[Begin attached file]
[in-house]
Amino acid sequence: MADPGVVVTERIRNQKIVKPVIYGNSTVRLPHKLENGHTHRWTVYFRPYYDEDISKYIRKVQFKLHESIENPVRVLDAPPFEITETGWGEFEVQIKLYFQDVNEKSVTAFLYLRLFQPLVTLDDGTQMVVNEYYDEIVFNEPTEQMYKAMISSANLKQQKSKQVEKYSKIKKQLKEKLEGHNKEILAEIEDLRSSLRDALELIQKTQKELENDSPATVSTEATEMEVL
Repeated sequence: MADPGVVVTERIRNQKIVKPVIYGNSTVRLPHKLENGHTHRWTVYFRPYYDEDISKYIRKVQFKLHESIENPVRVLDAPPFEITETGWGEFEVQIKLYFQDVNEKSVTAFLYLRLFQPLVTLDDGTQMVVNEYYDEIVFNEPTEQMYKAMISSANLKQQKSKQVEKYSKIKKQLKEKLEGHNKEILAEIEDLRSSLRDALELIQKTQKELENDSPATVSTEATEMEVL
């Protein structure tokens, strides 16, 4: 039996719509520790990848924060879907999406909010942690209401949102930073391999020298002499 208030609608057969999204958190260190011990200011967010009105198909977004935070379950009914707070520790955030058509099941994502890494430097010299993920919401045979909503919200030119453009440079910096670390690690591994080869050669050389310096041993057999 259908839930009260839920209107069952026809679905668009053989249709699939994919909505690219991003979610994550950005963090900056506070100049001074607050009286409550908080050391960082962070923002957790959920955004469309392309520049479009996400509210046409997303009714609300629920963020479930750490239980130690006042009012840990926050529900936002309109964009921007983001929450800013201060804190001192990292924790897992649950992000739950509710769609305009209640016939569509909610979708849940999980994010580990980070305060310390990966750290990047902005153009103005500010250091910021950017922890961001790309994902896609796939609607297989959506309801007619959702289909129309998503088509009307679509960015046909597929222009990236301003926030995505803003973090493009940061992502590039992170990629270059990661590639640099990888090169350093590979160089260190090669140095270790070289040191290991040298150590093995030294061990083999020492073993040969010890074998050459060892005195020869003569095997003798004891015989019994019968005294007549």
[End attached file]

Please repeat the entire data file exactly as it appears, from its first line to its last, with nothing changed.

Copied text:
[in-house]
Amino acid sequence: MADPGVVVTERIRNQKIVKPVIYGNSTVRLPHKLENGHTHRWTVYFRPYYDEDISKYIRKVQFKLHESIENPVRVLDAPPFEITETGWGEFEVQIKLYFQDVNEKSVTAFLYLRLFQPLVTLDDGTQMVVNEYYDEIVFNEPTEQMYKAMISSANLKQQKSKQVEKYSKIKKQLKEKLEGHNKEILAEIEDLRSSLRDALELIQKTQKELENDSPATVSTEATEMEVL
Repeated sequence: MADPGVVVTERIRNQKIVKPVIYGNSTVRLPHKLENGHTHRWTVYFRPYYDEDISKYIRKVQFKLHESIENPVRVLDAPPFEITETGWGEFEVQIKLYFQDVNEKSVTAFLYLRLFQPLVTLDDGTQMVVNEYYDEIVFNEPTEQMYKAMISSANLKQQKSKQVEKYSKIKKQLKEKLEGHNKEILAEIEDLRSSLRDALELIQKTQKELENDSPATVSTEATEMEVL
């Protein structure tokens, strides 16, 4: 039996719509520790990848924060879907999406909010942690209401949102930073391999020298002499 208030609608057969999204958190260190011990200011967010009105198909977004935070379950009914707070520790955030058509099941994502890494430097010299993920919401045979909503919200030119453009440079910096670390690690591994080869050669050389310096041993057999 259908839930009260839920209107069952026809679905668009053989249709699939994919909505690219991003979610994550950005963090900056506070100049001074607050009286409550908080050391960082962070923002957790959920955004469309392309520049479009996400509210046409997303009714609300629920963020479930750490239980130690006042009012840990926050529900936002309109964009921007983001929450800013201060804190001192990292924790897992649950992000739950509710769609305009209640016939569509909610979708849940999980994010580990980070305060310390990966750290990047902005153009103005500010250091910021950017922890961001790309994902896609796939609607297989959506309801007619959702289909129309998503088509009307679509960015046909597929222009990236301003926030995505803003973090493009940061992502590039992170990629270059990661590639640099990888090169350093590979160089260190090669140095270790070289040191290991040298150590093995030294061990083999020492073993040969010890074998050459060892005195020869003569095997003798004891015989019994019968005294007549």